Myths about cicadas, our longest-living insect
By Katie Kane Shipka
OSU Ext. master gardener volunteer
By now you are hearing the “lovely, lilting tune” of the 17-year cicada (Magicicada septendcim), and have been looking forward to them about as much as an unwelcome relative.
Be assured they will not be around very long – about four or so weeks – and will not return again until 2036.
Although we may know some information about the cicada, let’s examine some myths that surround them.
They are of the insect order Hemiptera, which includes many other insects including aphids and mealy bugs. This classification is identified by their piercing and sucking mouthparts, used to suck xylem fluid from trees and woody bushes through their proboscis.
One pest and plant clinic question, because of their mouthparts, concerned the ability for cicadas to suck our blood. Even if one flies on you, no blood will be lost. The cicada is a benign insect that has neither the ability to sting, bite nor transmit disease.
There is an extremely large number of cicada adults that emerge from the nymph stage to the adult stage, which is when we notice and hear them. Because they do not all emerge at once, their vast numbers are initially alarming, and minimal damage to trees might be noticed when females lay their eggs, making slits in tree limbs to deposit them. Crops are not damaged, as adult cicadas only lay eggs in stems of woody plants.
Native Americans thought the cicada emergence had an evil significance. Colonists viewed them as a “locust plague,” but locusts are another species classification, including the grasshopper – not related to cicadas.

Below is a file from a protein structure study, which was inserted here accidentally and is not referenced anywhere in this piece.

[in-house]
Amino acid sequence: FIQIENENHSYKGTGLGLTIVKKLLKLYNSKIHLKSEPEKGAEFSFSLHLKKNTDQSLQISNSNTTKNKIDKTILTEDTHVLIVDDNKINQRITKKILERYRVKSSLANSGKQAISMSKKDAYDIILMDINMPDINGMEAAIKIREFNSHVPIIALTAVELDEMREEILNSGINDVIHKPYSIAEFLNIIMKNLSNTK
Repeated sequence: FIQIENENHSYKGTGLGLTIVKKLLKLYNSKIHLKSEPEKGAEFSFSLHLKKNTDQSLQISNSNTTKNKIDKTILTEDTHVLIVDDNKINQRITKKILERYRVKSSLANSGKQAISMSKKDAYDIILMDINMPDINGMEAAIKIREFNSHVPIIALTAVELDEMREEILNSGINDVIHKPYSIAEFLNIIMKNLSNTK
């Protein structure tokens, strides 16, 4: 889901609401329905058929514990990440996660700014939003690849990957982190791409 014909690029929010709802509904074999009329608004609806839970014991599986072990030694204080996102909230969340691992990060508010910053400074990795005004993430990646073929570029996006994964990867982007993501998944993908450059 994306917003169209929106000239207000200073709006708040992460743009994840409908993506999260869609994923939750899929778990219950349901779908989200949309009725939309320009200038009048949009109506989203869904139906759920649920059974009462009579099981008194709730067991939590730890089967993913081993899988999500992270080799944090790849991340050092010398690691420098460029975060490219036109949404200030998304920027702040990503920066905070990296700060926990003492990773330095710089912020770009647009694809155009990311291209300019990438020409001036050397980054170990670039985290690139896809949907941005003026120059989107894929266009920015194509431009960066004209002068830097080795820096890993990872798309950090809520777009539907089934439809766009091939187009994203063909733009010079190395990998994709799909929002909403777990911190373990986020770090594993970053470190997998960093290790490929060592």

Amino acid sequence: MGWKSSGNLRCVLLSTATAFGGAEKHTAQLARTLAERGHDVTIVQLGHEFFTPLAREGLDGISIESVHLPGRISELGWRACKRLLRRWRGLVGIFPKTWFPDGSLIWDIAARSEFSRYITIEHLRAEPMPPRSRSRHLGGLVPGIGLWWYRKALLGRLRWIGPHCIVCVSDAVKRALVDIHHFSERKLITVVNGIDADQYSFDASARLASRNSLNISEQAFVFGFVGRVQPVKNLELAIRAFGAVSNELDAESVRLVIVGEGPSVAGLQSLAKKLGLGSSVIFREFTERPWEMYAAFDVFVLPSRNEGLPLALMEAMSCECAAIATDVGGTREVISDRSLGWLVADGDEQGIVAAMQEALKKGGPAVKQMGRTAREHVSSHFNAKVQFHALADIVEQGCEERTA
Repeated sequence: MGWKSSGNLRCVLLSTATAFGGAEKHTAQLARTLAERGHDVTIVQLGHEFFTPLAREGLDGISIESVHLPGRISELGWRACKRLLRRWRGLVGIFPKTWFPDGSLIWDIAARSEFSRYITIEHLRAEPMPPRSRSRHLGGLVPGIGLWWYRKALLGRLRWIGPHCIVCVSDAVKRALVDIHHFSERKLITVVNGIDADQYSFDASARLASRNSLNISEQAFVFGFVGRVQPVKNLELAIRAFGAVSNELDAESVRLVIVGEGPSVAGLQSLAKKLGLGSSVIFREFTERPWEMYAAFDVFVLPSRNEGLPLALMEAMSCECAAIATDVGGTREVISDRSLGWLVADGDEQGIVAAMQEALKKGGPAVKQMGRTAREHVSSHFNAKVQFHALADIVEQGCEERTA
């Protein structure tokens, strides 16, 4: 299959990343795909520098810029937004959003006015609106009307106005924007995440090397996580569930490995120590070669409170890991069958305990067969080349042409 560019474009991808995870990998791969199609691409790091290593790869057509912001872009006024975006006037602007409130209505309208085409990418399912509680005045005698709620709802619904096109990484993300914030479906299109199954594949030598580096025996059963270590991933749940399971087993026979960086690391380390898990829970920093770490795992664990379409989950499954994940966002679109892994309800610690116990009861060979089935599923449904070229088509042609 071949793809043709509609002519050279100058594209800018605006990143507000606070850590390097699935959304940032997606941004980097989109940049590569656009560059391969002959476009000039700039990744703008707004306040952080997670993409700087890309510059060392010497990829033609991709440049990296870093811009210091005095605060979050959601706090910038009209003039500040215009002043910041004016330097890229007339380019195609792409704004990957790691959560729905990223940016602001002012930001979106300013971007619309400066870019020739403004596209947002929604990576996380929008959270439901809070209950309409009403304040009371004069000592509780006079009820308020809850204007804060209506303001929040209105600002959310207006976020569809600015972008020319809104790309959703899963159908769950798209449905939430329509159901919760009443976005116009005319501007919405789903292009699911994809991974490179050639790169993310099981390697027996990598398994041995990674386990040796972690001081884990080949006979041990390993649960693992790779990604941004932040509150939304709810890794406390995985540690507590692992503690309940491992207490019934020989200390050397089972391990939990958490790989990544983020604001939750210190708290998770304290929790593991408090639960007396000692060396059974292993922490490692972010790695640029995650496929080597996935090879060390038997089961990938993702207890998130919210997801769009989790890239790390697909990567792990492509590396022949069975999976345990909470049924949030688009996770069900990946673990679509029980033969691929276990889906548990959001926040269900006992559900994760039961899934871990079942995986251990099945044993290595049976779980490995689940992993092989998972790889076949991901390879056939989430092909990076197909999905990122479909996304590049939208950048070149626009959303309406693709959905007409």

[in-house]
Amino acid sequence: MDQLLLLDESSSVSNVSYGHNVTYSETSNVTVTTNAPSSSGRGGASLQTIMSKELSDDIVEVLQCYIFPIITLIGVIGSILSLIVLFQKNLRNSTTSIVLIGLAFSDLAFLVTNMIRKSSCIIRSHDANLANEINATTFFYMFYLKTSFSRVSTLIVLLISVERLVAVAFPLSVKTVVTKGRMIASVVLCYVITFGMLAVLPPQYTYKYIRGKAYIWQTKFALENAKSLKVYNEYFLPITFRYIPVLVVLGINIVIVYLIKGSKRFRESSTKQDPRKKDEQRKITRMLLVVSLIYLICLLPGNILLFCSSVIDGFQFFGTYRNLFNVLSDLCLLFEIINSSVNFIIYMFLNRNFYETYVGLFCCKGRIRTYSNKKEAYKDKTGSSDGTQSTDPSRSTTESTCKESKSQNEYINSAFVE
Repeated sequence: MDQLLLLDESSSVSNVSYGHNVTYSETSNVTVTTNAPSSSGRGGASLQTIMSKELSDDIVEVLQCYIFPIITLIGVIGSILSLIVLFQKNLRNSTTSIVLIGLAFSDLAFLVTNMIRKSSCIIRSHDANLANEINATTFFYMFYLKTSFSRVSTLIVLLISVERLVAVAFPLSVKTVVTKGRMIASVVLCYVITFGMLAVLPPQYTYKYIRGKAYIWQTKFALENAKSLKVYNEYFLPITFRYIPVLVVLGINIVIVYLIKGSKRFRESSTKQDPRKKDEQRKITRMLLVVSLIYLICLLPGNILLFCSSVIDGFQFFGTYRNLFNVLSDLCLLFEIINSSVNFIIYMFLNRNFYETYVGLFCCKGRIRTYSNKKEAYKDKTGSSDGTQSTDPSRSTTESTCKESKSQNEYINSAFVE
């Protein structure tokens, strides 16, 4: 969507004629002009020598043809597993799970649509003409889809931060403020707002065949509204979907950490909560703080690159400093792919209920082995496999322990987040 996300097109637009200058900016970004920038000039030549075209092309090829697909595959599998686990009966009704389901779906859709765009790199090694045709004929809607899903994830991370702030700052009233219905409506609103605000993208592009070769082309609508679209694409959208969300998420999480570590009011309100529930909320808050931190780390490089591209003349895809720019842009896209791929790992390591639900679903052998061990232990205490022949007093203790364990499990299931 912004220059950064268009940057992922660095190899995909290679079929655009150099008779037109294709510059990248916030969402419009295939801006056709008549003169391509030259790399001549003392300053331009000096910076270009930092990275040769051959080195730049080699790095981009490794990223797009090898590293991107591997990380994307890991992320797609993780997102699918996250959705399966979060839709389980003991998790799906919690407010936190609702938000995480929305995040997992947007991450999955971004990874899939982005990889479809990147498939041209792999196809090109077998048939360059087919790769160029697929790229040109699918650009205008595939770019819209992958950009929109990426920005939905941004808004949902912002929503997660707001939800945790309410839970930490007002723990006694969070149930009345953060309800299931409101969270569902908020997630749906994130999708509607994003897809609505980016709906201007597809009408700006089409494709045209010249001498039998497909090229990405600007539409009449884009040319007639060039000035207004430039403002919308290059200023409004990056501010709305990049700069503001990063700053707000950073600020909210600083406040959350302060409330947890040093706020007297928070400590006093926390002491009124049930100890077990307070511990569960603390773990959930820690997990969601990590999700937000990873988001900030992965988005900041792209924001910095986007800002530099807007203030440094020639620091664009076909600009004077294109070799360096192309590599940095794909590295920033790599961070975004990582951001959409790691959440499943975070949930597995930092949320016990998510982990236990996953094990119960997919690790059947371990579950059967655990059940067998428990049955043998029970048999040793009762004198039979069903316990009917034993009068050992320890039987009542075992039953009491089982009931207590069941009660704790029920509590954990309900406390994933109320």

The black “W” on the outer end of the front wings does not foretell a coming war, and they also do not poison fruit by stinging it. The male cicada who sings to the female, does not sing at night, and the only sounds of the night are from katydids, crickets and frogs.
Cicadas, our longest-living insect and only native to North America, are noisy, flying and active insects for only a short while, and not very often will they be seen.
They do not harm either people or plants, so plant your flowers knowing they will be safe.
One caveat: if you have a young tree or woody bush planted within the past year, the female may lay eggs in branches of it – the ones the size of a pencil. You can protect it by wrapping cheesecloth to prevent their entry. Protection is only needed while the males sing.
Because so many cicadas emerge simultaneously, birds and mammals will feast for a few weeks.
Learn more at http://go.osu.edu/cicadas.